Oral Health

Do You Need Mouth Taping for Better Sleep? Benefits, Risks, and How it Works

Mouth Taping for Sleep - Benefits, Risks, and How it Works

Do you or your spouse have trouble sleeping, or snore so loud that the neighbors are complaining? Mouth taping is an increasingly popular practice for many people trying to improve their sleep and reduce snoring. It involves taping your mouth closed during sleep to encourage nose breathing. 

Good quality sleep is essential for a flourishing microbiome and overall health. Keep reading to learn about mouth taping for sleep, what the research says, and the potential risks of this unique practice.  


What is Mouth Taping and How Does it Work?

Mouth taping involves taping your mouth shut at night in an attempt to reduce snoring and sleep apnea symptoms. The theory behind it is that it encourages nose breathing instead of mouth breathing, which is more often associated with snoring.

Sleeping with your mouth open can increase the risk of gum or dental disease, snoring, and bad breath. All of these unpleasantries can make a remedy such as mouth taping sound intriguing for some.


Mouth Taping Benefits

There are limited studies to prove mouth taping works, so most reported benefits have been anecdotal. It appears to be the most beneficial as a snoring remedy for those with sleep apnea. 

One study showed mouth taping altered the angle of the palate and tongue in those with sleep apnea, leading to less snoring and fewer breathing lapses1.

However, this study only included 30 people, so much larger studies are needed.

Mouth Taping Risks

Mouth taping may pose certain risks for those with obstructed nasal passages or allergies to the mouth adhesives used. 

Those with untreated sleep apnea or allergies may have clogged nasal passages, whereby mouth taping could restrict airflow. This could lead to nighttime wakings and asphyxiation. 

You can also develop an allergic reaction to the tape. This can worsen over time, leading to a rash on the face or lips.

Aside from physical risks, some may experience anxiety at the thought of taping their mouth shut.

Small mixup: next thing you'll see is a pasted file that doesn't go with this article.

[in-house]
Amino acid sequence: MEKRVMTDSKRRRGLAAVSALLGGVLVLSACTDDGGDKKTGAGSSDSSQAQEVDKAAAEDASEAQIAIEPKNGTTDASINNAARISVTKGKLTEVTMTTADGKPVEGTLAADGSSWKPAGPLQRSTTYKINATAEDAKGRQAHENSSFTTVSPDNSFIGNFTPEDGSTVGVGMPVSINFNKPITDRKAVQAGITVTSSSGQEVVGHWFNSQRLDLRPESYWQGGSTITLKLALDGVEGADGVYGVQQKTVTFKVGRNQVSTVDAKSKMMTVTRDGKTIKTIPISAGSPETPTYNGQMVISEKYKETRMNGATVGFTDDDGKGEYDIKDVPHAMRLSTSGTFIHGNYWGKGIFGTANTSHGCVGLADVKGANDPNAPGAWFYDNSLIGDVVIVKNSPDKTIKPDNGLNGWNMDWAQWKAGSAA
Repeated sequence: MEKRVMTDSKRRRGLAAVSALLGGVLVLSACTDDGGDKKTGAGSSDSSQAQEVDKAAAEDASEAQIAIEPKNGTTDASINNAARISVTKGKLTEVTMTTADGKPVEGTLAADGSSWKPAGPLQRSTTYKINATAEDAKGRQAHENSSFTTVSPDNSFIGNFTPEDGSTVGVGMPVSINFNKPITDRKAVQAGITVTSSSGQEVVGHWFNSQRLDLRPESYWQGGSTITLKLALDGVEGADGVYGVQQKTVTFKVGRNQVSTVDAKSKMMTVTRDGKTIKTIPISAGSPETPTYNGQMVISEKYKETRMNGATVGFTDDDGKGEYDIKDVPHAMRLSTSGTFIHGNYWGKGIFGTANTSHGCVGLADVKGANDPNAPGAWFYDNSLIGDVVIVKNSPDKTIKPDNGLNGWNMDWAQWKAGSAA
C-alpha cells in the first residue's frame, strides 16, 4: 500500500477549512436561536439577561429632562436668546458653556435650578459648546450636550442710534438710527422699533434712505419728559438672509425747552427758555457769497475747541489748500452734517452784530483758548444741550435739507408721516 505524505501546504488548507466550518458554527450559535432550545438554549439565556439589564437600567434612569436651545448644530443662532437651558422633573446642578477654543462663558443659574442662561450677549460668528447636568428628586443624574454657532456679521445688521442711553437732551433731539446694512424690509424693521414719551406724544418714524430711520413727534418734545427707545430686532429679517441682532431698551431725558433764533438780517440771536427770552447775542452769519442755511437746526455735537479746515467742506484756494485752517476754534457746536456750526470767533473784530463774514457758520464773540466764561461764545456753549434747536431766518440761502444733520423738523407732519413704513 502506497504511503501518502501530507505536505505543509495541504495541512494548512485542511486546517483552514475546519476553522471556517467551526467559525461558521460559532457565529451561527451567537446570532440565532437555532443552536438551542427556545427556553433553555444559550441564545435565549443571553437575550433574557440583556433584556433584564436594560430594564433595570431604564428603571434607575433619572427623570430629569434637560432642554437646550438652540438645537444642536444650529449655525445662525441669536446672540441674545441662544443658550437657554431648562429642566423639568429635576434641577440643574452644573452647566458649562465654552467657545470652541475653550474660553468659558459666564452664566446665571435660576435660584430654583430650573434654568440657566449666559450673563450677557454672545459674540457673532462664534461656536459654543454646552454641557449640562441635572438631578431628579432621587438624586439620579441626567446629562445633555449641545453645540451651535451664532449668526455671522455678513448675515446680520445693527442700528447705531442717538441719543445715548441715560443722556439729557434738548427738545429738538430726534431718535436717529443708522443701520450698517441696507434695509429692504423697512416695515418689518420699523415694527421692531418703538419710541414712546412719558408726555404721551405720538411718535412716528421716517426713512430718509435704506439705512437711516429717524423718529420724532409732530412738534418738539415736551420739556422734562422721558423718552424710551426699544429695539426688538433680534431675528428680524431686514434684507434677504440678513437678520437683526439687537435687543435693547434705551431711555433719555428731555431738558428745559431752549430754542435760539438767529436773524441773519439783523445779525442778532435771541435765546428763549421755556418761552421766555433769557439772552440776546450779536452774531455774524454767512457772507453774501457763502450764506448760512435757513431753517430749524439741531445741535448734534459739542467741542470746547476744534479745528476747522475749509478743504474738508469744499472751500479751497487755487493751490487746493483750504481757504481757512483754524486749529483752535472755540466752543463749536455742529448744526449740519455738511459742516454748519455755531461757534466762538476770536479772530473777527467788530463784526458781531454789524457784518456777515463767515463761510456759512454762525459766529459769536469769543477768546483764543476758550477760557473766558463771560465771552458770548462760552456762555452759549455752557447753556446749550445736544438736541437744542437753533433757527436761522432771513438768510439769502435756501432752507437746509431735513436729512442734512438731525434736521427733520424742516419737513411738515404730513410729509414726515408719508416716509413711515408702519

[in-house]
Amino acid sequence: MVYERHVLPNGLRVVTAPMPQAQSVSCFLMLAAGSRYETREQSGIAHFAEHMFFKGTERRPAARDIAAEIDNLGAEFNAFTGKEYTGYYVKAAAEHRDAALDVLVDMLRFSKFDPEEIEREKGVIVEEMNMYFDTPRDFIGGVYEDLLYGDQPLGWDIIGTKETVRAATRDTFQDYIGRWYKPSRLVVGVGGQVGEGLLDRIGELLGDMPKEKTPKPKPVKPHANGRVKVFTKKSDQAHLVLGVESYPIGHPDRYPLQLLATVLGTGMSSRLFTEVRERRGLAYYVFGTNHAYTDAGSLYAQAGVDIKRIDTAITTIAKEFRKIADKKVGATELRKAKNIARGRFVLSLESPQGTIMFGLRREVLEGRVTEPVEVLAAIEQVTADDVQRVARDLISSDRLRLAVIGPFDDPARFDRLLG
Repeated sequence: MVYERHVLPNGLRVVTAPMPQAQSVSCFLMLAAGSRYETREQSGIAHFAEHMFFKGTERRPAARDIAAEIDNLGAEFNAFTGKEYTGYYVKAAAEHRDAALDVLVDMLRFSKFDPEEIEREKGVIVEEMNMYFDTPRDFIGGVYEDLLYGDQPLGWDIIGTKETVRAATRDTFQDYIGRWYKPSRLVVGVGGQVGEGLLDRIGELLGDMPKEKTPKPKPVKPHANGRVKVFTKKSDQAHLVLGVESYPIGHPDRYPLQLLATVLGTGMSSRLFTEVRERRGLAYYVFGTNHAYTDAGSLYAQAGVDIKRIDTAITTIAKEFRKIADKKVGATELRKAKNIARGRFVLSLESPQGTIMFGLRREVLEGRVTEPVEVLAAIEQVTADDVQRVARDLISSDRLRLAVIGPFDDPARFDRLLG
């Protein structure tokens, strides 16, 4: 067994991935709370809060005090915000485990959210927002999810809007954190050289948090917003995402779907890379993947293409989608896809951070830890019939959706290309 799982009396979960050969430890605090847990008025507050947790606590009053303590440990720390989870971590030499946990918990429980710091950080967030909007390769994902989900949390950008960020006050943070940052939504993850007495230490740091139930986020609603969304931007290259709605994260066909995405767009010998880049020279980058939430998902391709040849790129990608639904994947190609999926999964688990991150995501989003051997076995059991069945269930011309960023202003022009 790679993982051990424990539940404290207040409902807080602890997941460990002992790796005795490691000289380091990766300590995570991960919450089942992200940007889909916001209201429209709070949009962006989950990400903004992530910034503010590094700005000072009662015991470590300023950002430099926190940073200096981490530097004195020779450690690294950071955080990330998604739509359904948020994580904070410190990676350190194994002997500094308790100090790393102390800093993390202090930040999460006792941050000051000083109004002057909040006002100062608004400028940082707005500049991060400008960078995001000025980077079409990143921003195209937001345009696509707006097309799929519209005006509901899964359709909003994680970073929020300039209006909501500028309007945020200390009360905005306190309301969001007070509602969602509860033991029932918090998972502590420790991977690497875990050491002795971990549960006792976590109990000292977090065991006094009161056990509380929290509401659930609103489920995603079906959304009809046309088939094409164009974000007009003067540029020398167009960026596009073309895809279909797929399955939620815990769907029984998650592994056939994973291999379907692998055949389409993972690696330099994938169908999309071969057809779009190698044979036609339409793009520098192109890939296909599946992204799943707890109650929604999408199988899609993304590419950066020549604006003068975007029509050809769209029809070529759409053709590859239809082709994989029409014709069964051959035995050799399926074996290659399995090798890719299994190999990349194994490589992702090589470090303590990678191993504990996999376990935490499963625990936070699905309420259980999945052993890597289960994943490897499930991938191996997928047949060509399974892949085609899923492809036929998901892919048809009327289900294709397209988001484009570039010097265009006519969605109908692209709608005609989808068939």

Lastly, the skin on the lips is extremely fragile and sensitive. Many report that continuous taping can tear and damage the skin, leading to increased irritation, abrasions, tears and vulnerability.

Other Ways to Improve Sleep

Mouth taping may sound like a quick fix for your sleep woes, and it may work for some but may not necessarily be the best solution for everybody. Fortunately, there are other effective and less extreme methods available.


Breathing Exercises

Breathe deeply through your nose until your belly rises, then exhale out your nose while pulling your belly toward your spine. Doing this regularly may increase your ability to breathe through your nose over time.


OTC Allergy Medications

If allergies are to blame for your snoring troubles, ask your doctor about over-the-counter allergy medicines to open your nasal passages.


Nasal Strips

Nasal strips won’t cure breathing problems caused by sleep apnea, but they may lessen snoring. Place them over the nose before bed for a more comfortable way to open up your nasal passages.

Lifestyle Changes

Many unhealthy lifestyle habits can be the culprit behind snoring. Incorporate healthier habits such as quitting smoking, avoiding alcohol before bed, and cutting down on caffeine. 

Limiting high-fat foods like full-fat dairy, red meat, and cheese can also reduce mucus and phlegm production in the mouth, making breathing easier and more comfortable[²].

If you’re curious about mouth taping or other ways to reduce your or your partner’s snoring, seek the advice of your medical doctor. Addressing the root cause of snoring is essential in order to properly manage it. 

Getting quality sleep supports your health and well-being, and you deserve a peaceful night’s rest. 





  1. Huang TW, Young TH. Otolaryngol Head Neck Surg. 2015 Feb;152(2):369-73. doi: 10.1177/0194599814559383. Epub 2014 Dec 1. PMID: 25450408. 

  2. Bove C, Jain V, Younes N, Hynes M. Am J Lifestyle Med. 2018 Apr 27;15(3):305-312. doi: 10.1177/1559827618765097. PMID: 34025323; PMCID: PMC8120616.